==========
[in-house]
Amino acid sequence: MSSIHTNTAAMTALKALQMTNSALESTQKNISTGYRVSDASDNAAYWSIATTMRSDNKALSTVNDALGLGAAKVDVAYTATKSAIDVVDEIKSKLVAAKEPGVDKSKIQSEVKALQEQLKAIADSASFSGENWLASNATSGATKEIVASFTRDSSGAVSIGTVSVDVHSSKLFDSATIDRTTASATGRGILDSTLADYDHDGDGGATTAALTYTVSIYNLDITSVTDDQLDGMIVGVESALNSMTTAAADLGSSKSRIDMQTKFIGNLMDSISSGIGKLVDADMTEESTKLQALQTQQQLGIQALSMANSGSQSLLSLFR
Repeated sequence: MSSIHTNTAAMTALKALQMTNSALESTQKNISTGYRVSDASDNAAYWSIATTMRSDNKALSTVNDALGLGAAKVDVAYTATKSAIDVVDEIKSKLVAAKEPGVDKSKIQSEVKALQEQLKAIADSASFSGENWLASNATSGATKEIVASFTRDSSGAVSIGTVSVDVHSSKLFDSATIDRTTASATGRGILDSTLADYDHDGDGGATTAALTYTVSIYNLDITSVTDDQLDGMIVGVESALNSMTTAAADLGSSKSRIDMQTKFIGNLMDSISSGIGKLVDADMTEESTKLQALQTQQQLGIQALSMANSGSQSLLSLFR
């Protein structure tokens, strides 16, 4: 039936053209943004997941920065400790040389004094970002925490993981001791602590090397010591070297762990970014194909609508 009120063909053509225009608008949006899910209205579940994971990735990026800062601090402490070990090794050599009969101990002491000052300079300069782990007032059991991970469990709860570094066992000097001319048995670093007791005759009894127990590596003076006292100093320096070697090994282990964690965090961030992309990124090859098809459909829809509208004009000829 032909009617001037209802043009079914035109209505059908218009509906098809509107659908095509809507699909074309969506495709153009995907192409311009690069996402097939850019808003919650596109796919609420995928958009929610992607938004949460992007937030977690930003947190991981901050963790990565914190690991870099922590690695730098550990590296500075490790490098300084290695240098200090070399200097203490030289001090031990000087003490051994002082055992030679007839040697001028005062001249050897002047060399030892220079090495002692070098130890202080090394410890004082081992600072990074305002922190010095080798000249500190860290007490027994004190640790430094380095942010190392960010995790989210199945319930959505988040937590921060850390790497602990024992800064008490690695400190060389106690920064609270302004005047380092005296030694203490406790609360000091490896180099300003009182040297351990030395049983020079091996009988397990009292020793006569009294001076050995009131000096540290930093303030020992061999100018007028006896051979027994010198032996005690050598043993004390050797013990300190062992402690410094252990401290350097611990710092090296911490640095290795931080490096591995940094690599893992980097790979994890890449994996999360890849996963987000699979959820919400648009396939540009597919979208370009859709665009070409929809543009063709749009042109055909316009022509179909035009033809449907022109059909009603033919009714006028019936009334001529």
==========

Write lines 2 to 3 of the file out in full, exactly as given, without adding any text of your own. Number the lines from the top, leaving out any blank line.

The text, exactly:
Amino acid sequence: MSSIHTNTAAMTALKALQMTNSALESTQKNISTGYRVSDASDNAAYWSIATTMRSDNKALSTVNDALGLGAAKVDVAYTATKSAIDVVDEIKSKLVAAKEPGVDKSKIQSEVKALQEQLKAIADSASFSGENWLASNATSGATKEIVASFTRDSSGAVSIGTVSVDVHSSKLFDSATIDRTTASATGRGILDSTLADYDHDGDGGATTAALTYTVSIYNLDITSVTDDQLDGMIVGVESALNSMTTAAADLGSSKSRIDMQTKFIGNLMDSISSGIGKLVDADMTEESTKLQALQTQQQLGIQALSMANSGSQSLLSLFR
Repeated sequence: MSSIHTNTAAMTALKALQMTNSALESTQKNISTGYRVSDASDNAAYWSIATTMRSDNKALSTVNDALGLGAAKVDVAYTATKSAIDVVDEIKSKLVAAKEPGVDKSKIQSEVKALQEQLKAIADSASFSGENWLASNATSGATKEIVASFTRDSSGAVSIGTVSVDVHSSKLFDSATIDRTTASATGRGILDSTLADYDHDGDGGATTAALTYTVSIYNLDITSVTDDQLDGMIVGVESALNSMTTAAADLGSSKSRIDMQTKFIGNLMDSISSGIGKLVDADMTEESTKLQALQTQQQLGIQALSMANSGSQSLLSLFR